6. Use of multivitamin complexes and potential risk of hypervitaminosis

The rate of use of vitamins, minerals and other bioactive compounds available in food or dietary supplements is increasing significantly in advanced societies, especially in USA population, where the multivitamin complexes are the most commonly used supplements [4749]. Several works state that currently, more than 47% of men and 59% of the women in the USA use supplements for health benefits, and the number of users is growing significantly [50]. In Europe, the greatest consumption was observed in the countries of the north, especially in Denmark (51.0% among men, 65.8% among women) [51].

Due to this high market demand, the number of companies producing this kind of dietary supplements is increasing around the work (;;

There are reports indicating that there could be adverse effects on human health attributable to high consumption of multivitamin complexes. Almost 60,000 cases of toxicity by use of vitamins are reported annually USA poison control centres [http://www.; [52]]. The most common adverse effects associated with excessive intake of vitamins (hypervitaminosis) are shown in Table 3, Section 2.3. Fat-soluble vitamins, for instance, due to its ability to accumulate in the body, have a greater potential for toxicity than water-soluble vitamins. However, the overdose of water-soluble vitamins can also cause toxicity affecting several body systems including the nervous system [20, 53]. Between the fat-soluble vitamins, the more toxic are vitamin A and vitamin D. The toxicity of vitamin A can be acute or chronic (IOM, 2006) and high doses cause many toxic manifestations (Table 3, Section 2.3). However, there has been no toxic effects of carotenoids (provitamin A), even when eaten in large amounts for weeks or years [41, 54], except for an orange/yellow colouring of the skin [55]. Vitamin D is potentially toxic, especially to small children [56]. In comparison to vitamins A and D, vitamin E is the least toxic when ingested orally [57]. In the case of vitamin K, toxic effects have not been observed even intaking large amounts over a long period [41]; however, a synthetic form of Vitamin K (menadione) has been associated with liver damage, and therefore no longer used therapeutically [18, 41].

The evidence on the safety profile of multivitamin complexes in humans has been established through case reports. However, the data reported from these case reports do not allow the accurate identification of maximum tolerable intake level (U). Besides, the toxicological data show that the margins of safety for multivitamin complexes intake are not yet defined, noting toxic doses significantly different in the scientific literature. This suggests that high doses of vitamins, especially of fat-soluble vitamins, should not be given to any group of the population until the safety of such doses is well established and based on scientific evidence.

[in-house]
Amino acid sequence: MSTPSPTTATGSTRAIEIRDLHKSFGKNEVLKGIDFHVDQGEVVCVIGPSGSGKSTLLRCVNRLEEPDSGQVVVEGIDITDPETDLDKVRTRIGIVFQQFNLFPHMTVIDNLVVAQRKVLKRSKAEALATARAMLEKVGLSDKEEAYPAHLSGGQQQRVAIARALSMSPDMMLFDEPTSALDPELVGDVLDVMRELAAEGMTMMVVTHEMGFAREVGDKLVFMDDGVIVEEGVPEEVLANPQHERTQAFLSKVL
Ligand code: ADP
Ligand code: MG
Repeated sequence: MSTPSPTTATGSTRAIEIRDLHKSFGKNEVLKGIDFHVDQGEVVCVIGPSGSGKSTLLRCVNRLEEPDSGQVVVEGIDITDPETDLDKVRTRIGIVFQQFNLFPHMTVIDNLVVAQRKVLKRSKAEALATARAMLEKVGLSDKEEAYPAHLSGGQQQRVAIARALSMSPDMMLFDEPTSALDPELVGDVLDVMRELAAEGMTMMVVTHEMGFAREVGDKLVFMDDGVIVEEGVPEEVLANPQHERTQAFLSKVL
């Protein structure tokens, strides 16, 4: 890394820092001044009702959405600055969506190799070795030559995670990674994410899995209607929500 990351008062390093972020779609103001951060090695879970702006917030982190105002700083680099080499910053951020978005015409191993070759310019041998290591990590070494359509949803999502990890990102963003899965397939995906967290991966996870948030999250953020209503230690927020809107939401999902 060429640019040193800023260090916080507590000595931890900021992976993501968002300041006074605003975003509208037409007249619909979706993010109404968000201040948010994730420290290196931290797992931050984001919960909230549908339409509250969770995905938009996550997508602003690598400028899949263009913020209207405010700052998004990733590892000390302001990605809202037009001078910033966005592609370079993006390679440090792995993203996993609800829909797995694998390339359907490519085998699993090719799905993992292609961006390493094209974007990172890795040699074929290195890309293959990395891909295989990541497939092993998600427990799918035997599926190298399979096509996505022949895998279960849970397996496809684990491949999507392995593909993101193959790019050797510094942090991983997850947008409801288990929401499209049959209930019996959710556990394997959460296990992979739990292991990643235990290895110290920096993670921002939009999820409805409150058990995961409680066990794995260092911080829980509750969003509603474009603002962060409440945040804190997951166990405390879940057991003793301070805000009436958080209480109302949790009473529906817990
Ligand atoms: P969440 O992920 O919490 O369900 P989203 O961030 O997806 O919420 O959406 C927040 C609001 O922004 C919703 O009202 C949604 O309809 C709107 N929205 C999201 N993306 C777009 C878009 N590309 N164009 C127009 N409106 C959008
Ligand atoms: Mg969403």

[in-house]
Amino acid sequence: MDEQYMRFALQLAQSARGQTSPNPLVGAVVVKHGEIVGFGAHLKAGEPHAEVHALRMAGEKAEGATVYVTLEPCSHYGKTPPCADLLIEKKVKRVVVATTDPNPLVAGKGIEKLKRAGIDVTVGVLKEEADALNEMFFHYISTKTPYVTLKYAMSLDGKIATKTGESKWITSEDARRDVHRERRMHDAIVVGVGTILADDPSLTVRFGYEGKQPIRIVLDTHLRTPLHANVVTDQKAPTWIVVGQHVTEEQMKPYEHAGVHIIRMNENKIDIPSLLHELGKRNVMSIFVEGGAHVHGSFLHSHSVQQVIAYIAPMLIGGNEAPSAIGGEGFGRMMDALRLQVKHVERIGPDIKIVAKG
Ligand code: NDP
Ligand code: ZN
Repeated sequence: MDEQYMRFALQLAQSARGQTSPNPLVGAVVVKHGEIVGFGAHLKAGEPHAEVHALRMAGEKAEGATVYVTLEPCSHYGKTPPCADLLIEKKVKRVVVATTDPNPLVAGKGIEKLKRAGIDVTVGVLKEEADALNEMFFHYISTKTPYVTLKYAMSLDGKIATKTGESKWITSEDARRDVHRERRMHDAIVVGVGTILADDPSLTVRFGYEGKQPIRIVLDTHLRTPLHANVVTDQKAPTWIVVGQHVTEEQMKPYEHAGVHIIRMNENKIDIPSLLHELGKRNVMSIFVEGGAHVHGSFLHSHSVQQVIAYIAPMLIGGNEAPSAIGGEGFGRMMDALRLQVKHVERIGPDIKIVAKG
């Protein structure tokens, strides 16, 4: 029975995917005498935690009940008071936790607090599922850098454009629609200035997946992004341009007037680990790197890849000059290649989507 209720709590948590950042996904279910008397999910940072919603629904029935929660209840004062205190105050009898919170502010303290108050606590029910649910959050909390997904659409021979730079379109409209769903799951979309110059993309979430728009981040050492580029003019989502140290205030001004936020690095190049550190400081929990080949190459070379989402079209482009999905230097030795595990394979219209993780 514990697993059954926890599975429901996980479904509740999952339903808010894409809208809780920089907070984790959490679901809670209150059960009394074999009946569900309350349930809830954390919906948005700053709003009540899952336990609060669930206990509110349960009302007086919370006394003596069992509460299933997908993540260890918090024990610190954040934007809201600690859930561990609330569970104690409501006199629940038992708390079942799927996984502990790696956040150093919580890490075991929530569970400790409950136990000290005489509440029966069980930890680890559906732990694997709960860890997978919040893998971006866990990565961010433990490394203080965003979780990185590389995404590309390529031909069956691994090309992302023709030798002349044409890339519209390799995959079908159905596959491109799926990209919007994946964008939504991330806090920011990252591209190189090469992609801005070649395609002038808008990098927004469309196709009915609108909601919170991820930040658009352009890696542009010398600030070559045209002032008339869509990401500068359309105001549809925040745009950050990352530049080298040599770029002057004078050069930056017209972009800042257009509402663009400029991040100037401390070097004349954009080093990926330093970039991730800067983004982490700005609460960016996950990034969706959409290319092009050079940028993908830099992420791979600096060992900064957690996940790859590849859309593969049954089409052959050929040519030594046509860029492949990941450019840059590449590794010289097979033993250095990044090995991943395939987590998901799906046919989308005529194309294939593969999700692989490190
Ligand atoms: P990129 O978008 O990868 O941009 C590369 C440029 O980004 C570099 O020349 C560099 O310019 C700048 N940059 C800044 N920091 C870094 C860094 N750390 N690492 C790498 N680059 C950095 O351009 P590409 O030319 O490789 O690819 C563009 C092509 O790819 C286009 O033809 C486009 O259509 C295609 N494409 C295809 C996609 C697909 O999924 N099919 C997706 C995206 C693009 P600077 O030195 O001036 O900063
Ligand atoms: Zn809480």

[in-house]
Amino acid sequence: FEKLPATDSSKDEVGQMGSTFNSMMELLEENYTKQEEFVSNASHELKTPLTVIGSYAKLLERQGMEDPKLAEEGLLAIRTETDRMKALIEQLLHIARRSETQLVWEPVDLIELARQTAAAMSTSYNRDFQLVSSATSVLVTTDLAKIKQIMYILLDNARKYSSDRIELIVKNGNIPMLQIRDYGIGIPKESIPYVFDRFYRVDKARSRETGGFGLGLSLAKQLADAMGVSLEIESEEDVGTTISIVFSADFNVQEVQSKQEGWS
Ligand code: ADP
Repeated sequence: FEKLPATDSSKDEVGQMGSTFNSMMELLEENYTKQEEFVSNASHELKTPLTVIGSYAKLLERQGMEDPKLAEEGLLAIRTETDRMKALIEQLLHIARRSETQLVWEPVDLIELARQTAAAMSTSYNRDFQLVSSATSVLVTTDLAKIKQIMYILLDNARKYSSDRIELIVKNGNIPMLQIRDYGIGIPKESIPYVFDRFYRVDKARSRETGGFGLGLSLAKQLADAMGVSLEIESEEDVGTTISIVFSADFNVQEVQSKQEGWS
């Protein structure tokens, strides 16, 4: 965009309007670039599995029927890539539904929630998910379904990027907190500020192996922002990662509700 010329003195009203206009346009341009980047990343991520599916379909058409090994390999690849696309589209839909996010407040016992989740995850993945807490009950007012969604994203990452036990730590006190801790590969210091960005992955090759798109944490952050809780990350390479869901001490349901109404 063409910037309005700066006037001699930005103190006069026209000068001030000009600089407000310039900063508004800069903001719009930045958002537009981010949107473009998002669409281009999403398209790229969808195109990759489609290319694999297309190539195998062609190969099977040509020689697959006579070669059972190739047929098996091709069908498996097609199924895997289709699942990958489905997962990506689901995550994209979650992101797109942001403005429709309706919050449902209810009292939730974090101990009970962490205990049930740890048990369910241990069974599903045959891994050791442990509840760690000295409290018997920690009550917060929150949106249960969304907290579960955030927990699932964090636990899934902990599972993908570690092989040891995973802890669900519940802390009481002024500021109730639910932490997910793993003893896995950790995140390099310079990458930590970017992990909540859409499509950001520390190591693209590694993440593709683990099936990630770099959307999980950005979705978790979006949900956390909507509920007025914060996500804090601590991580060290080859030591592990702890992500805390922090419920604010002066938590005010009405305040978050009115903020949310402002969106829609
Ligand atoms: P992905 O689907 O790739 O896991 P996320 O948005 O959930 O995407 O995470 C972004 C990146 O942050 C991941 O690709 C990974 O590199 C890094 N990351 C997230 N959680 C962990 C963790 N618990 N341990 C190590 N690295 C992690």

7. Conclusion

Despite a large number of research works carried out to study the effects of vitamins in human health during the last decades, evidences to attribute potential benefits of vitamins supplementation on either human health or prevention and/or treatment of chronic degenerative diseases are still scarce. The analysis of the research works published during the last 27 years shows that it is impossible to establish robust and universal conclusions about the benefit of vitamin supplementation on human health beyond the prevention and/or treatment of deficiency states (stated during the second half of the twentieth century).

On the other hand, it is important to highlight the high heterogeneity in the clinical and methodological experiments as well as in the tools used to perform these studies, which contributes to making difficult a comparative analysis at large scale. Clinical trials of high methodological quality and a significant number of patients are yet to come. Due to these reasons, the widespread use of multivitamin complexes as diet supplements is still not fully justified.

The most prudent recommendation and scientifically supported for disease prevention is to eat a balanced diet with an emphasis on fruits and vegetables rich in antioxidants [58], since it is through the diet it is impossible to eat excessive quantities of vitamins. This approach minimises the risk of micronutrient deficiency or excess. However, not all individuals maintain a balanced diet for long periods of time. For this reason, certain circumstances (pregnant women, infants without breastfeeding, vegetarian individuals, elderly, etc.) may require the use of vitamin supplements under control to prevent deficiencies.

Although the potential of the vitamins in the promotion of human health is enormous, it is necessary to assess the risk/benefit ratio in each case. There is much more research to be done to understand the benefits of supplementation in the prevention of diseases and the improvement of human health. Accurate studies about consumption of vitamins by country (including aspects as sex, age, etc.) as well as about food fortification and vitamins protection and stabilisation are yet to come [28]. A greater knowledge in this area of the science of nutrition will have an impact on clinical practice dietetics and nutrition guidelines for public health.



This work has not been funding.


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Written By

Noelia García Uribe, Manuel Reig García-Galbis and Rosa María Martínez Espinosa

Submitted: 10 November 2016 Reviewed: 11 April 2017 Published: 02 August 2017